By Jowel C. Laguerre, Ph.D., Chancellor, Peralta Community College District
It is known that community colleges nationwide provide the most practical point of educational access for many students. As the cost to attend California’s public universities rise, more students and their families rely on local community colleges to save tens of thousands of dollars. Compared to all higher education institutions, community colleges teach 46 percent of all postsecondary students. There are about 1,200 such institutions in the country. Though a recent entry in higher education, (just about one hundred years ago) our community colleges have become an integral – and essential – part of affordable and accessible higher education.
If you study the history of higher education, you will see that over the years, our college curricula have evolved considerably. Harvard is no longer the institution it was on September 8, 1636 when it was founded. Nor is U.C. Berkeley, the University of Chicago, or the University of Kansas or California State Hayward the same institutions they were when they were founded. Each institution has taken on greater responsibilities to meet the growing needs of society.
As with all segments of higher education, our community colleges are evolving. Since the early 2000’s, community colleges in Florida started to offer bachelor’s degrees. Starting last year, some community colleges in California also started offering four-year degrees. This new venture is not only following the trends of community colleges all over the country, but meeting critical workforce needs where access is lacking. There are critical needs in the economy wherein four-year institutions are not prepared to offer certain degrees or training. The community colleges are a perfect post-secondary fit to provide this opportunity.
As President of Solano Community College, I worked with faculty in the Biotechnology program to apply for one of fifteen slots to offer a Bachelor’s degree in Biomanufacturing. Solano College was granted this bachelor’s degree function. Students all across Northern California and beyond will have access to this program, thanks to community support, the ingenuity of the faculty and state-of-the-art facilities funded by the voter-approved Measure Q Bond. These fifteen programs in the state were a pilot that is supposed to sunset in the next few years.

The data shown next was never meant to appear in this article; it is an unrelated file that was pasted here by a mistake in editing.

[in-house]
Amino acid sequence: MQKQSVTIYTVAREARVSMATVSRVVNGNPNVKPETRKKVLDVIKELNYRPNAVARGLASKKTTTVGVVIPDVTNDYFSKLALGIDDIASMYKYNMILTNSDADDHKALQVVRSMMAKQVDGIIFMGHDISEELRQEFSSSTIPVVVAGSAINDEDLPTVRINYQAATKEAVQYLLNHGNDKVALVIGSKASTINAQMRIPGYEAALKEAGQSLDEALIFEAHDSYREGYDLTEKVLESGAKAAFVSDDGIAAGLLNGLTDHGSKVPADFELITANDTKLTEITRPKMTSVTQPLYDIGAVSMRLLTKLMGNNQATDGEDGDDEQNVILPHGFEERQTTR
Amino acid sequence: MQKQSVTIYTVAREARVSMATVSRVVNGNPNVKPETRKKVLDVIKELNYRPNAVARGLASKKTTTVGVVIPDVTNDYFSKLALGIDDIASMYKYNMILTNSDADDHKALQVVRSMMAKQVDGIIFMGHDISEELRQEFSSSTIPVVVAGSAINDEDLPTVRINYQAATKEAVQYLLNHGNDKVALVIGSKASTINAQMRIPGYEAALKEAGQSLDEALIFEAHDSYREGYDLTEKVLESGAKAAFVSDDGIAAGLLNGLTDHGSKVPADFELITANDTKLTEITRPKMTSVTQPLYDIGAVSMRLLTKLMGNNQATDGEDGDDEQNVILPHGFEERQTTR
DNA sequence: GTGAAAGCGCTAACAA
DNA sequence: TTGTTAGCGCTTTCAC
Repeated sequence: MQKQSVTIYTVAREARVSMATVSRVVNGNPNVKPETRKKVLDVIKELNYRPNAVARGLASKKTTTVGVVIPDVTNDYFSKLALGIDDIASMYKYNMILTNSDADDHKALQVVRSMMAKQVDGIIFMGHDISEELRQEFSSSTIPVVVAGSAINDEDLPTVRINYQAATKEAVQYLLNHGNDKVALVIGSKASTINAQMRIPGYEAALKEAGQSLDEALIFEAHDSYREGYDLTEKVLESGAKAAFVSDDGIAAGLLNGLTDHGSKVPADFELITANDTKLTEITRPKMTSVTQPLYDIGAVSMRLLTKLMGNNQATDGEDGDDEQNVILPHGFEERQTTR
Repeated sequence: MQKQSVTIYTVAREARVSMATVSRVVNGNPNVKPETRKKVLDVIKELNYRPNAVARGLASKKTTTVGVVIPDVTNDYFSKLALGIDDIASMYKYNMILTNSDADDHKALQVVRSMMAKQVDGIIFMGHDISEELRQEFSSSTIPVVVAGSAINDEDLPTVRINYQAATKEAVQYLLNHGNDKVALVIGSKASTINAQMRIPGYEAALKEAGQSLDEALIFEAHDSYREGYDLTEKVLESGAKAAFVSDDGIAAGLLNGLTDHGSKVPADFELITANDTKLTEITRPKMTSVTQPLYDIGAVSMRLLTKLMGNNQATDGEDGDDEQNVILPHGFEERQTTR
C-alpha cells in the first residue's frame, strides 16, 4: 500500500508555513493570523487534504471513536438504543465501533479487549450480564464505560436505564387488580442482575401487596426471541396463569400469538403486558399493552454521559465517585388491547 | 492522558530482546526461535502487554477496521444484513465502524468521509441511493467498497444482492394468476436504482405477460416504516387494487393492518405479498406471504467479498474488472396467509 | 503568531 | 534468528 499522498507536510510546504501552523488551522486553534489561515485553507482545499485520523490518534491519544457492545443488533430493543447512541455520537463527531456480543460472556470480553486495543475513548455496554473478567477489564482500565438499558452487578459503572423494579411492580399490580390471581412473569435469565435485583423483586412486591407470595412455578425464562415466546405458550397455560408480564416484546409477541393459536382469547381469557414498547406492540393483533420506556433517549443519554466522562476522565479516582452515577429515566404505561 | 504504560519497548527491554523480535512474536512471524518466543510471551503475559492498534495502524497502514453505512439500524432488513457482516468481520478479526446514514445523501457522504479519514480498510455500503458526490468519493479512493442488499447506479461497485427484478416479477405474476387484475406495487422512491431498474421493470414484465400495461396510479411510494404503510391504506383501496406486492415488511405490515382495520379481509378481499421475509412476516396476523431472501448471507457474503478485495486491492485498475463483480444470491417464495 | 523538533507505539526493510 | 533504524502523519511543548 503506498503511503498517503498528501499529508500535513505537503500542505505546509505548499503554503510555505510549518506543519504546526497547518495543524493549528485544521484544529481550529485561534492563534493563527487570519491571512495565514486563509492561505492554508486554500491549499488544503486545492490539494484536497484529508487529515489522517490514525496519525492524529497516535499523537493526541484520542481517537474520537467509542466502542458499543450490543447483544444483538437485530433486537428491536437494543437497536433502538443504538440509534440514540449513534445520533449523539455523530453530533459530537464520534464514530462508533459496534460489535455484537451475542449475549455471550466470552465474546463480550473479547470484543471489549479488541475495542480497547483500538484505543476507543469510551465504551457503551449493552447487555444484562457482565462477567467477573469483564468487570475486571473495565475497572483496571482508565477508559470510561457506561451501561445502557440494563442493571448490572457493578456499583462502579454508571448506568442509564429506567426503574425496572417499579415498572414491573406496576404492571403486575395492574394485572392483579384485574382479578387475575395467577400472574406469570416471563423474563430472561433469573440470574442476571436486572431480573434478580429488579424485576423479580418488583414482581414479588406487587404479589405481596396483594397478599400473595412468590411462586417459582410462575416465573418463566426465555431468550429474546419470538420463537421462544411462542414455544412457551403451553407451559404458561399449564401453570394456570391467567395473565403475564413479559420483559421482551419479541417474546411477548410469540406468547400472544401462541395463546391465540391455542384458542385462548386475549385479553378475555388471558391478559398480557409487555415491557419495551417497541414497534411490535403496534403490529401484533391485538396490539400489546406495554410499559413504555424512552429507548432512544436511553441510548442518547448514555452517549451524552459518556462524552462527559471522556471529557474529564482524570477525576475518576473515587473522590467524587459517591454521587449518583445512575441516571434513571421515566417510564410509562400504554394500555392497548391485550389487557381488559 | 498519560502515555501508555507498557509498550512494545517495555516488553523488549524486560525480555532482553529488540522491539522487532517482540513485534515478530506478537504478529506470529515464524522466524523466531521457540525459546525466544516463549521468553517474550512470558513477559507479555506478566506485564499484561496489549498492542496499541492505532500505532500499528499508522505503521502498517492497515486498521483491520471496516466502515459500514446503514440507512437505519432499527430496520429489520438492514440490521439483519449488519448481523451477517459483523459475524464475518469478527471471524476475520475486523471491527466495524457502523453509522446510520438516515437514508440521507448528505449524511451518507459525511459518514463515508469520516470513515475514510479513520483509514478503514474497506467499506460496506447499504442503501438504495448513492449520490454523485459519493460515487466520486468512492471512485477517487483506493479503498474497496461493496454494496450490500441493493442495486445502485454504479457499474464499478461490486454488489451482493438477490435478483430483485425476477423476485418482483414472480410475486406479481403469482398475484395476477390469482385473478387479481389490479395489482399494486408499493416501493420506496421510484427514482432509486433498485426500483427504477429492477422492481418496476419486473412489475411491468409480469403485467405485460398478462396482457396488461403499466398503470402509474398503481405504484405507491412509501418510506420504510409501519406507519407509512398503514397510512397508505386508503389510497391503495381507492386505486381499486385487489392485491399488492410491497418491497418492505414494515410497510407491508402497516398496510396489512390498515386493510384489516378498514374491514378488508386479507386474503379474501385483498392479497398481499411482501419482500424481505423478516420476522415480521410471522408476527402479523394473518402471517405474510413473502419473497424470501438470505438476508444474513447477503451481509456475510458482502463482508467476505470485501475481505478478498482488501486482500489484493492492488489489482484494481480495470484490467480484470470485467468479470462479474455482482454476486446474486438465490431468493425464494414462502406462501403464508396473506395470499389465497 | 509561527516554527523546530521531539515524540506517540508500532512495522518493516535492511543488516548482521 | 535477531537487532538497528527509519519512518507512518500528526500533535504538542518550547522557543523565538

The fact that over thirty colleges applied for one of the fifteen slots indicated that offering bachelor degree programs would be promising. The success of the fifteen colleges to develop non-duplicative bachelor’s degree programs from the CSUs and UCs speaks to the uniqueness of the California Community College’s academic character – and the need to keep evolving while maintaining community colleges as a critical safety net that saves students and their families thousands of dollars a year. It would be a sound move for the Legislature to lift the pilot and the sunset status and to allow community colleges to continue to work with the community, local businesses, and employers to implement four-year degree programs that fit their communities.
As I mentioned above, this California Community College (CCC) Bachelor’s degree reflects the evolution of higher education. Local community colleges are already leading the way with essential job training and career preparation that invests in our local workforce and economy. State universities and the university system ought to follow the example of William Rainey Harper when he helped start Joliet Junior College to facilitate the further development and evolution of the University of Chicago. Furthering the CCC development of bachelor’s degrees will strengthen all higher education in our state as we evolve our curricula to better meet the needs of our communities. Peralta Colleges stand ready to embrace this academic enrichment to continue to increase educational opportunities for our students.